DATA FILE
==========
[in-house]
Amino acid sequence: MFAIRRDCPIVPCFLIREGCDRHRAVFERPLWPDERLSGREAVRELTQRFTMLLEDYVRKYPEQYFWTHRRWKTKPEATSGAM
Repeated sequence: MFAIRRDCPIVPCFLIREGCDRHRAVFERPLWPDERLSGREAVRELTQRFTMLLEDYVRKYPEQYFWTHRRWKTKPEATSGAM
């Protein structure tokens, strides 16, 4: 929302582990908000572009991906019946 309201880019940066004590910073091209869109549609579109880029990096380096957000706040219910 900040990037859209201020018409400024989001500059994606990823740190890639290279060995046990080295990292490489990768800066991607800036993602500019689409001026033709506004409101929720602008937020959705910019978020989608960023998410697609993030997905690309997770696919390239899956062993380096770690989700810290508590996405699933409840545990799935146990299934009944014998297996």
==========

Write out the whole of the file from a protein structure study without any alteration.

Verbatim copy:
[in-house]
Amino acid sequence: MFAIRRDCPIVPCFLIREGCDRHRAVFERPLWPDERLSGREAVRELTQRFTMLLEDYVRKYPEQYFWTHRRWKTKPEATSGAM
Repeated sequence: MFAIRRDCPIVPCFLIREGCDRHRAVFERPLWPDERLSGREAVRELTQRFTMLLEDYVRKYPEQYFWTHRRWKTKPEATSGAM
């Protein structure tokens, strides 16, 4: 929302582990908000572009991906019946 309201880019940066004590910073091209869109549609579109880029990096380096957000706040219910 900040990037859209201020018409400024989001500059994606990823740190890639290279060995046990080295990292490489990768800066991607800036993602500019689409001026033709506004409101929720602008937020959705910019978020989608960023998410697609993030997905690309997770696919390239899956062993380096770690989700810290508590996405699933409840545990799935146990299934009944014998297996």